Queenie Hardcover – March 19, 2019
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"Candice Carty-Williams delivers a hilarious roller coaster of a story." –US Weekly
"[A] brazenly hilarious, tell-it-like-it-is first novel." –O, The Oprah Magazine
"Vibrant, confused and honest, Queenie is a relatable heroine for modern times." –USA Today
"You'll likely feel seen while reading this (yes, it's that relatable), an example of what happens when you go looking for love and find something else instead." –PopSugar
"Candice Carty-Williams, a young Londoner, has a flair for story-telling that appears effortlessly authentic. Her title character is a woman you both know and cannot forget... Carty-Williams has taken a black woman’s story and made it a story of the age." –TIME Magazine
“The vibrant Queenie is a modern-day Bridget Jones's Diary, and so much more... [Carty-Williams’] debut reads a lot like its smart, sensitive protagonist: full of flaws and contradictions, and urgently, refreshingly real.” –Entertainment Weekly
"[A] hilarious, heart-shattering, deeply lovable novel... Debut author Candice Carty-Williams has created a truly one-of-a-kind heroine in Queenie, whose story is universally relatable without ever flinching in the face of challenging subjects that are more important now than ever. All hail Queenie." –Newsday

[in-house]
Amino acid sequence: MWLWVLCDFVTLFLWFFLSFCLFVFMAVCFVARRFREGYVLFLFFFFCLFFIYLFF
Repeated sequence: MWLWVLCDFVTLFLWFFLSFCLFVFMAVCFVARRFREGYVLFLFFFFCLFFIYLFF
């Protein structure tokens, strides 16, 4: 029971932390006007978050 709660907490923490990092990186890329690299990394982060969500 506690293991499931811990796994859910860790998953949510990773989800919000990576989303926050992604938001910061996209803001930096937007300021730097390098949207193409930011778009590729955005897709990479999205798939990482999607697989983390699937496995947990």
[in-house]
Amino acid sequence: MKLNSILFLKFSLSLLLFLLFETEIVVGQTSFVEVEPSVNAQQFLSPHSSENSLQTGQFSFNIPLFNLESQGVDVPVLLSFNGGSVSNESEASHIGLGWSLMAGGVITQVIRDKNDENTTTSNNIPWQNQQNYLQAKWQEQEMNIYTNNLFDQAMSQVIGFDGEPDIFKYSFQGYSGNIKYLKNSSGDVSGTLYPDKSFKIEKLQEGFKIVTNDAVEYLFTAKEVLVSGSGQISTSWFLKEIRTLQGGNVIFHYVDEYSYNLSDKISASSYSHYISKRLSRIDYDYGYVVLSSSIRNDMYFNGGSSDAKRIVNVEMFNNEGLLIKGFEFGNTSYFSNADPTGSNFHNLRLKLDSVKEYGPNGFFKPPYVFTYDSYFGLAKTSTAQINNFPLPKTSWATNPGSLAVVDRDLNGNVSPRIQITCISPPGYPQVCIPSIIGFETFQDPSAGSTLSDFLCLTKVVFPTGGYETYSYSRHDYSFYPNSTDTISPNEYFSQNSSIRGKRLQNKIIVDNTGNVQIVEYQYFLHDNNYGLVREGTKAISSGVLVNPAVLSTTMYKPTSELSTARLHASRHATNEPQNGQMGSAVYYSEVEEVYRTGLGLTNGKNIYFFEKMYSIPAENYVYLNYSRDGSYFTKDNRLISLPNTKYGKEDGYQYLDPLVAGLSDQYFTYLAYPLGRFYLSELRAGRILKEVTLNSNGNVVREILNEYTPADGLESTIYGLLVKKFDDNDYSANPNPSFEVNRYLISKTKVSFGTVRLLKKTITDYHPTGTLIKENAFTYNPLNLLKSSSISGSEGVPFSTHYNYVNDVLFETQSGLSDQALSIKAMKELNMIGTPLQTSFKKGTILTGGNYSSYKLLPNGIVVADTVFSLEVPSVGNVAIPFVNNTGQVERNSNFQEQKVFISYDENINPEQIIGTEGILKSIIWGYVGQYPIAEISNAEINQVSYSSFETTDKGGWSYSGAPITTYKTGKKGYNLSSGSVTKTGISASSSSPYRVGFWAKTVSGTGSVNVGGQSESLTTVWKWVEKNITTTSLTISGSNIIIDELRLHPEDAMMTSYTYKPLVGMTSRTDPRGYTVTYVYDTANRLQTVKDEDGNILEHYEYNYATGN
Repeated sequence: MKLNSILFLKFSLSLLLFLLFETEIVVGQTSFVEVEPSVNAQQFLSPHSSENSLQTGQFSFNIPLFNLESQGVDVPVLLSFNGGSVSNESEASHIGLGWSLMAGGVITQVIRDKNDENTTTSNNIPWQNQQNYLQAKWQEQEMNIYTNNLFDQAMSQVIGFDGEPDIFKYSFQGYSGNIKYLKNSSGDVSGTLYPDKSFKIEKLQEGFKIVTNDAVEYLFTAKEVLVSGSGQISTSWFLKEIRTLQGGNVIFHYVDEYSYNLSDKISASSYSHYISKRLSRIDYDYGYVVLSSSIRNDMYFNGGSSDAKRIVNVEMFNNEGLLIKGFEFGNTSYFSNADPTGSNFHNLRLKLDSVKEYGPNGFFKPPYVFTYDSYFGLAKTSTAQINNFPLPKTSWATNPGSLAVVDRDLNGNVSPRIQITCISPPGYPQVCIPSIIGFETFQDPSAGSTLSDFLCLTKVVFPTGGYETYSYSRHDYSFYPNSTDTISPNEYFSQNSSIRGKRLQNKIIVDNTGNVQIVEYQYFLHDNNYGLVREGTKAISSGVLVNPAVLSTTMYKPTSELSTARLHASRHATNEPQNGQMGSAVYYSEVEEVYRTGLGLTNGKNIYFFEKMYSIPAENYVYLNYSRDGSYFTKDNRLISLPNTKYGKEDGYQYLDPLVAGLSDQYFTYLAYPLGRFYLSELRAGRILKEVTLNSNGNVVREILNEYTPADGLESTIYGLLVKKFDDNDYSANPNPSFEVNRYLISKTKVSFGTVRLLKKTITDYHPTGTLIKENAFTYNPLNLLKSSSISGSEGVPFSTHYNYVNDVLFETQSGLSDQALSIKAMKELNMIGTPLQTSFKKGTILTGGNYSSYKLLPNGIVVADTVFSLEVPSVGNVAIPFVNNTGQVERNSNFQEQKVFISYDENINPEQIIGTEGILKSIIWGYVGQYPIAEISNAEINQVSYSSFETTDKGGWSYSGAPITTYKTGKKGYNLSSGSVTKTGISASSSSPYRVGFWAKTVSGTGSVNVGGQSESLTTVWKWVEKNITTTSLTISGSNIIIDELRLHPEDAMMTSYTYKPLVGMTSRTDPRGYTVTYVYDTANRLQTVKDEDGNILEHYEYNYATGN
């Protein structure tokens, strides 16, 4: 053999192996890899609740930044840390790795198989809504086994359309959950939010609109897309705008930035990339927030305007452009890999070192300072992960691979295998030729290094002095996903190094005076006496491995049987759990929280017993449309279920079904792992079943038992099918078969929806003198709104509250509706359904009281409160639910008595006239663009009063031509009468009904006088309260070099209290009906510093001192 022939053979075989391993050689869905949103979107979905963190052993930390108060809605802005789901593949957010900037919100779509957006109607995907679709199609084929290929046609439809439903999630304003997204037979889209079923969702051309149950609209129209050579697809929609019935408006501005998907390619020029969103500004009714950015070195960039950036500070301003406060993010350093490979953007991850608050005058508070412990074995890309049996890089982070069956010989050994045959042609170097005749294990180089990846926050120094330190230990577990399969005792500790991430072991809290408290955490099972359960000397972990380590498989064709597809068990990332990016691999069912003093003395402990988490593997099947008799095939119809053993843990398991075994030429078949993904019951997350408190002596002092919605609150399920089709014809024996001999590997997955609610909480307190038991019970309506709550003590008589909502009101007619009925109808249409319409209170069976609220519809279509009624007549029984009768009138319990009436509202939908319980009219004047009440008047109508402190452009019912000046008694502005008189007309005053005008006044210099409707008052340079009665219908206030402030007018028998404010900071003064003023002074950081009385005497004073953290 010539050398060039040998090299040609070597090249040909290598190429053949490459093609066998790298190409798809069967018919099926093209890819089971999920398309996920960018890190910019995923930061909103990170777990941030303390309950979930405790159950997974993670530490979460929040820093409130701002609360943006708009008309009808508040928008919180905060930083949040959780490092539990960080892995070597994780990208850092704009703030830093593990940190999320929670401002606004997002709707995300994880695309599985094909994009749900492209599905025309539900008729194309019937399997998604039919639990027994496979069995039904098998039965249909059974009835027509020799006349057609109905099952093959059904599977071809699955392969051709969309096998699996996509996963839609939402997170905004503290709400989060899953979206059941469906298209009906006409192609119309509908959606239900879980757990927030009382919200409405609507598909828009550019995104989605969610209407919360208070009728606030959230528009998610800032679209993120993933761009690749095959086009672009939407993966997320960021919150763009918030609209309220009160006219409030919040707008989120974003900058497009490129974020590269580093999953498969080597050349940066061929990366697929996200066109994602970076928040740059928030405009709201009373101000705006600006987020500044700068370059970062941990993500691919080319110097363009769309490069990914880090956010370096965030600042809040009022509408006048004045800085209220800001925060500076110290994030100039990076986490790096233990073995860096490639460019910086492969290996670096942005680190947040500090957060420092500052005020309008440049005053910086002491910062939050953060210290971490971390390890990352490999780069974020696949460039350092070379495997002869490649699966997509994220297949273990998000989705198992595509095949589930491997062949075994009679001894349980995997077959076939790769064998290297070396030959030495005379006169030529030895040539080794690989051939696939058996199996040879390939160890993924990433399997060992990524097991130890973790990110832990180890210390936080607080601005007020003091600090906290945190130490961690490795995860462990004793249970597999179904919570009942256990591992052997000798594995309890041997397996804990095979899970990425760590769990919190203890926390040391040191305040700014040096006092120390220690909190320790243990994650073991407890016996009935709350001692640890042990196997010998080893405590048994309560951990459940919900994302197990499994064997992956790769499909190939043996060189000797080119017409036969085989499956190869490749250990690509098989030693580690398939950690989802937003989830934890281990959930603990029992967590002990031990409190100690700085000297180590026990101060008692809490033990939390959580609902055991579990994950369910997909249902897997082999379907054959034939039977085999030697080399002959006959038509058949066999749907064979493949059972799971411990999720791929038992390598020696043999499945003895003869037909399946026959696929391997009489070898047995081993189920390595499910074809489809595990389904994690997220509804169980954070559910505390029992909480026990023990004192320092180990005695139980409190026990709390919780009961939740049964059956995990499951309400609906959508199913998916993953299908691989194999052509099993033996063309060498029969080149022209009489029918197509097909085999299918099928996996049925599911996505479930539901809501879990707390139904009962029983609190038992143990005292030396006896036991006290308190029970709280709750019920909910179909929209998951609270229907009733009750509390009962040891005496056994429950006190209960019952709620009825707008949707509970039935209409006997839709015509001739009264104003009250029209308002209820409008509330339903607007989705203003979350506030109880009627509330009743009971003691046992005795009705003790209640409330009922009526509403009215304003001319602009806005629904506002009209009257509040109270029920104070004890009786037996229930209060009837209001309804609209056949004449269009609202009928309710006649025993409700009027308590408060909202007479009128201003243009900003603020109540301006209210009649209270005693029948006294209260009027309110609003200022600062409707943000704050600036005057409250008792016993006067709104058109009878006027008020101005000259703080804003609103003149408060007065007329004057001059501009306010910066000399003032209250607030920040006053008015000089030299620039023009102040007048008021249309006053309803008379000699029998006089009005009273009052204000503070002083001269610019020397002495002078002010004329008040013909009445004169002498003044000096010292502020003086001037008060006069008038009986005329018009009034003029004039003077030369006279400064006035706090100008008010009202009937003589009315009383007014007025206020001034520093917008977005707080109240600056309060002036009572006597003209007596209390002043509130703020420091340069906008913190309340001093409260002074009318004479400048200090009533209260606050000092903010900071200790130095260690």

"You’ll read Queenie, a novel about a young Jamaican British woman trying to find her place in London, in one day. It’s that good." –Hello Giggles
"Meet Queenie Jenkins, a 25-year-old Jamaican British woman who works for a London newspaper, is struggling to fit in, is dealing with a breakup, and is making all kinds of questionable decisions. In other words, she's highly relatable. A must read for '19." –Woman's Day
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I loved her, despite her flaws, and I loved that her friends did, too. Queenie comes out on the other end with new realizations and better equipped to cope than when she went in. And in 2019, that feels like the best any of us can do.
The thing that first grabbed my attention with this book was, honestly, the cover. It is stunning! It’s definitely something that would catch your eye on the bookstore shelf. Then I read the excerpt that was provided on the Bookish First website. I was blown away! You would think that, given the narrator of the novel, that this would be a book geared toward a very narrow and audience. But you would be wrong. This book is so incredibly relatable. The main character faces a slew of issues that I think every millennial has dealt with. In the first chapter of the book, the protagonist, Queenie, goes to the gynecologist for an issue with her IUD. It turns out that she was pregnant and has had a miscarriage. This was what really drew me into Queenie’s world and made her relatable to me. I gave birth to my own IUD baby about four months ago. Despite our major differences, this was something Queenie and I had in common.